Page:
There exist numerous commercially available lens design programs. Many of these programs allow one to describe a general diffractive phase profile on a given surface. The phase profile is described by making an analogy to the optical recording of holographic optical elements. The wavelength and location in space of two coherent point sources are defined and the resulting interference pattern describes the diffractive phase profile. This process describes more general profiles than a simple zone plate, however, which is still a small subset of the possible profiles. In order to make the phase profiles span a much larger set of possibilities, an additional phase term ##EQU2## can be added onto the phase determined from the two point sources. For on-axis phase profiles, the two point sources must lie on the optical axis. Furthermore, if the locations of the two point sources are both set to infinity, then the effect of their interference is null and the phase profile is completely described by the general polynomial expansion of equation (2). One of these general diffractive phase profiles can therefore be placed on any surface of an optical system.

Lens design programs have optimization routines that treat the curvatures of surfaces, the thickness of elements, and the element spacings as variables. Likewise, if a diffractive phase profile is in the system, the optimization routine can treat the polynomial coefficients, anm, as variables. A lens optimization program will determine the optimum coefficients, anm, of the diffractive phase profile for any particular lens systems.

The diffractive phase profile determined by the lens design program and defined by equation (2) contains no information on, how to achieve high diffraction efficiency. Our approach is to take the optimized anm 's and from them define a set of binary amplitude masks. The algorithm for designing these masks is shown in Table 1.

The equation φ(x,y)=C, where C is a constant, describes an equiphase contour. Mask 1 describes the set of equiphase contours that are integer multiple of π. Mask (n=2,3 . . .) describes the set of equiphase contours that are integer multiples of π/2(n-1).

The area between the first two sequential equiphase boundaries is lithographically exposed. The areas between subsequent sequential equiphase boundaries alternate from not being exposed to being exposed. This process is repeated until the total pattern is drawn, covering the full optical aperture.

Table 1 also indicates the phase depth θ to which various lithographic mask patterns are etched. The relationship between phase depth and materials depth d is simply ##EQU3## where n is the refractive index of the optical material. Column 4 of Table 1 indicates the relationship between the number of phase levels k=2N and the number of masks N.

Column 5 indicates the achievable diffraction efficiency η. It is remarkable and an important point of this disclosure that with a mere four masks, 99% diffraction efficiency can be achieved. These binary amplitude masks will then be used in the actual construction of a highly efficient diffractive phase profile.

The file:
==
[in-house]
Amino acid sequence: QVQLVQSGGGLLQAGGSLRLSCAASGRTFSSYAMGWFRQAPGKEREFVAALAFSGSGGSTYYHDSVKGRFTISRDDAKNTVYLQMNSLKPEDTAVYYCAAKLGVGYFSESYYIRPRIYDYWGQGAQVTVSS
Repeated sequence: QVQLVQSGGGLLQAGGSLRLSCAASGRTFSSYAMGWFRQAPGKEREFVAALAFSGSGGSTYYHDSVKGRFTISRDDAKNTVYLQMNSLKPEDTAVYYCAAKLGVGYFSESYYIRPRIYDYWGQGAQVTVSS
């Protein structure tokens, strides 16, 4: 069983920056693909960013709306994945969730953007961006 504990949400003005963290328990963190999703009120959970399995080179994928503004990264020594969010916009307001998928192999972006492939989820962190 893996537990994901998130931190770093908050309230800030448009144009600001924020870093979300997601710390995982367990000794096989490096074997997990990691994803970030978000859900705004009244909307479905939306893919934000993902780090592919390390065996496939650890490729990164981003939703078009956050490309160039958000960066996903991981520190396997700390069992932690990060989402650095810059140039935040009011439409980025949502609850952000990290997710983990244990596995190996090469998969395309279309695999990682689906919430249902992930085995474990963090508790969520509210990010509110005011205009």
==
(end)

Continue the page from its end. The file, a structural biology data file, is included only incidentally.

TABLE 1______________________________________Multimask Design Algorithm ##STR1## Equi-phase     PhaseMask  Boundaries     Etch     # Phase# N   (l = 0, 1, 2, . . . )                Depth θ                         Levels κ                                % eff  η______________________________________1     φ(x,y) = (l + 1)π                π     2      40.5  ##STR2##      π/2   4      81.03  ##STR3##      π/4   8      95.04  ##STR4##      π/8   16     99.0______________________________________

Three tools necessary for practicing the method of the present invention have been developed over the past ten years by the semiconductor industry. They include sub-micron lithography, ion etchers, and mask aligners. Lithographic pattern generators are capable of drawing binary amplitude masks with feature sizes of 0.1 μm and positioning the features to an even greater accuracy. Reactive ion etchers can etch a binary profile to depths of a few microns with an accuracy on the order of tens of angstroms. Mask aligners are used routinely to align two patterns with an accuracy of fractions of a micron. These are the key technological advances that make it possible to produce high quality diffractive phase profiles.

Electron beam pattern generators produce masks that have binary transmittance profiles. A thin layer of chromium on an optically flat quartz substrate is patterned by e-beam lithography. The input to the e-beam pattern generator is a file stored on a computer tape and properly formatted for the particular machine. For multilevel diffractive elements, the algorithm described in Table 1 defines the patterns to be drawn. The number of phase levels in the final diffractive element constructed from these masks is 2N, where N is the number of masks. For example, only four masks will produce 16 phase level resulting in an efficiency of 99%.

The binary amplitude masks produced from the pattern generator are then used in a serial fashion to construct the multilevel optical element. The fabrication process using the first mask is shown in FIG. 3. An optical substrate 10 such as SiO2 on which the diffractive profile is to reside is coated with a layer of chromium 12 and a layer of photoresist 14. An e-beam generated mask 16 is then placed over the substrate 10 and illuminated with a standard uv photoresist exposure system (not shown). The photoresist layer 14 is then developed resulting in a properly patterned layer of photoresist. The photoresist acts as an etch stop for the reactive ion etching.